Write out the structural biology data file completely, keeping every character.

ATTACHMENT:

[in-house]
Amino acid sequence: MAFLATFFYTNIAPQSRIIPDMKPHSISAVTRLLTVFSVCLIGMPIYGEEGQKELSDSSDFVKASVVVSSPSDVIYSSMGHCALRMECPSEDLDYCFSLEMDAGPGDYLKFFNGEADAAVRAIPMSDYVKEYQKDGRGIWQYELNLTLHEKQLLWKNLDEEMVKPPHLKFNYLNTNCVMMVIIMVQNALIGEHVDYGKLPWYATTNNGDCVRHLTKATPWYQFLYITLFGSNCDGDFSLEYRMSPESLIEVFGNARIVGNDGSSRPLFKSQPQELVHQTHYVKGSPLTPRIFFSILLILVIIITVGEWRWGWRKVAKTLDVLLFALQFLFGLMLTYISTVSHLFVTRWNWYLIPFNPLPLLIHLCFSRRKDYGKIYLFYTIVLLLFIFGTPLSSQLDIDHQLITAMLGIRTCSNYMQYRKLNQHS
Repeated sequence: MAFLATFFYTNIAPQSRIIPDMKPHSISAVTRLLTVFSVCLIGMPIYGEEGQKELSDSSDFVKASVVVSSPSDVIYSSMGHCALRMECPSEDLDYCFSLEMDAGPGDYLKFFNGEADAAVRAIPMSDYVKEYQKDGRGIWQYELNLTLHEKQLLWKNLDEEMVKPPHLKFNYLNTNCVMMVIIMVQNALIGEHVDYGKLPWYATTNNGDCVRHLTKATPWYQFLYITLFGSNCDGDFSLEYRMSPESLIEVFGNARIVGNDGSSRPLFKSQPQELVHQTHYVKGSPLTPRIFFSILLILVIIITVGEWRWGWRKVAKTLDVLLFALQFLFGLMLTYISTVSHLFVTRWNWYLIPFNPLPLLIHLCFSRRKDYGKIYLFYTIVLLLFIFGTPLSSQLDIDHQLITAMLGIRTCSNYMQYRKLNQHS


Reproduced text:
[in-house]
Amino acid sequence: MAFLATFFYTNIAPQSRIIPDMKPHSISAVTRLLTVFSVCLIGMPIYGEEGQKELSDSSDFVKASVVVSSPSDVIYSSMGHCALRMECPSEDLDYCFSLEMDAGPGDYLKFFNGEADAAVRAIPMSDYVKEYQKDGRGIWQYELNLTLHEKQLLWKNLDEEMVKPPHLKFNYLNTNCVMMVIIMVQNALIGEHVDYGKLPWYATTNNGDCVRHLTKATPWYQFLYITLFGSNCDGDFSLEYRMSPESLIEVFGNARIVGNDGSSRPLFKSQPQELVHQTHYVKGSPLTPRIFFSILLILVIIITVGEWRWGWRKVAKTLDVLLFALQFLFGLMLTYISTVSHLFVTRWNWYLIPFNPLPLLIHLCFSRRKDYGKIYLFYTIVLLLFIFGTPLSSQLDIDHQLITAMLGIRTCSNYMQYRKLNQHS
Repeated sequence: MAFLATFFYTNIAPQSRIIPDMKPHSISAVTRLLTVFSVCLIGMPIYGEEGQKELSDSSDFVKASVVVSSPSDVIYSSMGHCALRMECPSEDLDYCFSLEMDAGPGDYLKFFNGEADAAVRAIPMSDYVKEYQKDGRGIWQYELNLTLHEKQLLWKNLDEEMVKPPHLKFNYLNTNCVMMVIIMVQNALIGEHVDYGKLPWYATTNNGDCVRHLTKATPWYQFLYITLFGSNCDGDFSLEYRMSPESLIEVFGNARIVGNDGSSRPLFKSQPQELVHQTHYVKGSPLTPRIFFSILLILVIIITVGEWRWGWRKVAKTLDVLLFALQFLFGLMLTYISTVSHLFVTRWNWYLIPFNPLPLLIHLCFSRRKDYGKIYLFYTIVLLLFIFGTPLSSQLDIDHQLITAMLGIRTCSNYMQYRKLNQHS